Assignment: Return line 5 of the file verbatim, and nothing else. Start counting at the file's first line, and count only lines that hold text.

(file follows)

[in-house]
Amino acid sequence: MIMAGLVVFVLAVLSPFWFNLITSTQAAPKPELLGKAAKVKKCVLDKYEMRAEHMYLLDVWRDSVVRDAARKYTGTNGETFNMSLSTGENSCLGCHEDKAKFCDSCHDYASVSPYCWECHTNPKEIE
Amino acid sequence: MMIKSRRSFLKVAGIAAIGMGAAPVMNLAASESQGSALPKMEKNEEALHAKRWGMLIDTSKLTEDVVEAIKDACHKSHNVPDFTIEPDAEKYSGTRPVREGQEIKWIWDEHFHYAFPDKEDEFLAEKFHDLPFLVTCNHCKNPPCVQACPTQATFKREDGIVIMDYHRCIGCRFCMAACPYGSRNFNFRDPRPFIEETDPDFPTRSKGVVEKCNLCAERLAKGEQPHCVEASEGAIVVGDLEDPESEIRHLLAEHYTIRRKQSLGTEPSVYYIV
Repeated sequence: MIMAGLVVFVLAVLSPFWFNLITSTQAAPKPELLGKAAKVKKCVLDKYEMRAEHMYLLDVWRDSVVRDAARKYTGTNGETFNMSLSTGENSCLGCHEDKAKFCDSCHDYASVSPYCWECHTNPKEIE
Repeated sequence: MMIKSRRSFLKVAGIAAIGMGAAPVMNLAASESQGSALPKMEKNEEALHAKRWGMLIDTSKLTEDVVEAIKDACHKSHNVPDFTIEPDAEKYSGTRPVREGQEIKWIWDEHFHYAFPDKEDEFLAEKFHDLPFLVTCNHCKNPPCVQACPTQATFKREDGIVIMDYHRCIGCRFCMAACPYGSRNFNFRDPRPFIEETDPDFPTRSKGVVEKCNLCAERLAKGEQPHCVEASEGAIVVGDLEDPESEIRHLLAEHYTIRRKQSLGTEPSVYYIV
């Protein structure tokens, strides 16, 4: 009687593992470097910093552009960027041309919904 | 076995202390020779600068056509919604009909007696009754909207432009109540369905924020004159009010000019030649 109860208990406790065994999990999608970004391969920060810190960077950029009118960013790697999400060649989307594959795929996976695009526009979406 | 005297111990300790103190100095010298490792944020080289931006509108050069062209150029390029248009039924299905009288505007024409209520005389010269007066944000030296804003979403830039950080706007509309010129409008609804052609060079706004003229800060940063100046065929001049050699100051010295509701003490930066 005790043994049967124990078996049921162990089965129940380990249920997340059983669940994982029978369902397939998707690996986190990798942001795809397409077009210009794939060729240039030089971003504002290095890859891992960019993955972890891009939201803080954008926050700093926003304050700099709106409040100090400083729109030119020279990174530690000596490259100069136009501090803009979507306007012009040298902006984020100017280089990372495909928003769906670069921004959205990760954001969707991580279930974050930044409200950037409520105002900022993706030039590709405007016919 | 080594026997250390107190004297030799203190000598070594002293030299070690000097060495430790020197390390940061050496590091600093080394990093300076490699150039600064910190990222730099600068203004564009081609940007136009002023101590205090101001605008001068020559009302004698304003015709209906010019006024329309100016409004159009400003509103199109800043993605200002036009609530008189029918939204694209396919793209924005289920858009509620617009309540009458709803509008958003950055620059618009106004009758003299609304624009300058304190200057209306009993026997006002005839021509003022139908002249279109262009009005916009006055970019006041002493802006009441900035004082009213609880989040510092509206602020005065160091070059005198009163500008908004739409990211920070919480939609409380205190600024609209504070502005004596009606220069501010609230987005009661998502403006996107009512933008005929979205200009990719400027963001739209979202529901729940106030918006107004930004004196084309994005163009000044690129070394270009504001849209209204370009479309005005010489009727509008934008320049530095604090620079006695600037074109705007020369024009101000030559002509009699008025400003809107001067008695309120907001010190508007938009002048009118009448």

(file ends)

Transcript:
Repeated sequence: MMIKSRRSFLKVAGIAAIGMGAAPVMNLAASESQGSALPKMEKNEEALHAKRWGMLIDTSKLTEDVVEAIKDACHKSHNVPDFTIEPDAEKYSGTRPVREGQEIKWIWDEHFHYAFPDKEDEFLAEKFHDLPFLVTCNHCKNPPCVQACPTQATFKREDGIVIMDYHRCIGCRFCMAACPYGSRNFNFRDPRPFIEETDPDFPTRSKGVVEKCNLCAERLAKGEQPHCVEASEGAIVVGDLEDPESEIRHLLAEHYTIRRKQSLGTEPSVYYIV